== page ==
Nor do scientists always know what any particular ecosystem actually looked like at any pre-baseline time. Nor does the Edenic model take into account the fact that many native peoples had purposeful management systems before the arrival of Europeans. Finally, this baseline is also increasingly impossible to achieve, either through restoration or management practices, because the pressures of climate change and population growth have made turning back the clock about as feasible as stuffing a sixteen-year-old boy into the shoes he wore when he was eight. It isn’t going to happen, especially if he didn’t actually have any shoes when he was eight.
The pristine wilderness toward which so many conservationists aspire is, in fact, an American construction that came into being along with Yellowstone National Park and the science of the nineteenth century, which saw nature as essentially balanced, static, unchanging in its equilibrium. Contemporary environmental sciences clearly demonstrate that the natural world—before human “interference”—never stood still for long. Some of the most revered natural phenomena—old growth forests, for example—can be the result of climactic anomalies, like long wet spells that interrupted wildfires cycles. And what do we do about issues like the mountain goats at Yellowstone, which are now beloved by tourists, but were introduced from several hundred miles away in the 1940s for hunting purposes?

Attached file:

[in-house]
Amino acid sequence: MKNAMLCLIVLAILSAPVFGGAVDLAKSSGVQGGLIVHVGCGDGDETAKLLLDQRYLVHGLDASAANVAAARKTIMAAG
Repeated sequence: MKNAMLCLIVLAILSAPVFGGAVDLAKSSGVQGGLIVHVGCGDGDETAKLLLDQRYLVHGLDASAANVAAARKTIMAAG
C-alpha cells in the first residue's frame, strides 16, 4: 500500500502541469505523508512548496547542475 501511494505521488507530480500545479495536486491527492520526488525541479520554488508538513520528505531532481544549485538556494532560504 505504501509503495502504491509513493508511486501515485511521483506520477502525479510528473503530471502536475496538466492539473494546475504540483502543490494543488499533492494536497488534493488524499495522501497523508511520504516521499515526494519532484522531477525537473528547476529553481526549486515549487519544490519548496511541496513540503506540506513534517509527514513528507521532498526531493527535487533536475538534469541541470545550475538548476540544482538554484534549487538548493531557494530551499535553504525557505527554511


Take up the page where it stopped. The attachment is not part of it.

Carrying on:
Well, I can cope with the reality that the Wizard of Oz is actually working levers behind a curtain, even as I’d like to be able to ignore him. But one of the unexpected revelations of that unveiling really hooked me under the ribs: the chapter entitled “Learning to Love Exotic Species.” I have often moaned and groaned about the non-native fauna—the fallow, axis, and sika deer, the feral hogs, and the various other oddities—that wander through Madroño Ranch and compete for food with the natives, especially in this drought time. I’m also a member of an advisory board to the Lady Bird Johnson Wildflower Center, the mission of which is “to increase the sustainable use and conservation of native wildflowers, plants and landscapes.” I recently sat in on an excellent and nuanced presentation on invasive species by Damon Waitt, the director of the center’s Native Plant Information Network. I know as surely as I know that north is up and south is down that natives are good and that invasives are bad. But Marris upends the poles and says, think again. Non-natives can be not only not malevolent but actively useful. While some exotic species (a term she prefers to “invasives”) are “rowdy nuisances” that need active and emphatic controlling, there are far more “shy foreigners” who work for the good of their new ecosystems. In fact, there are human-managed—that is, artificial—landscapes filled with exotic species that outperform their “natural” cousins, if performance is measured by biodiversity and provisions of services to all inhabitants and not just humans.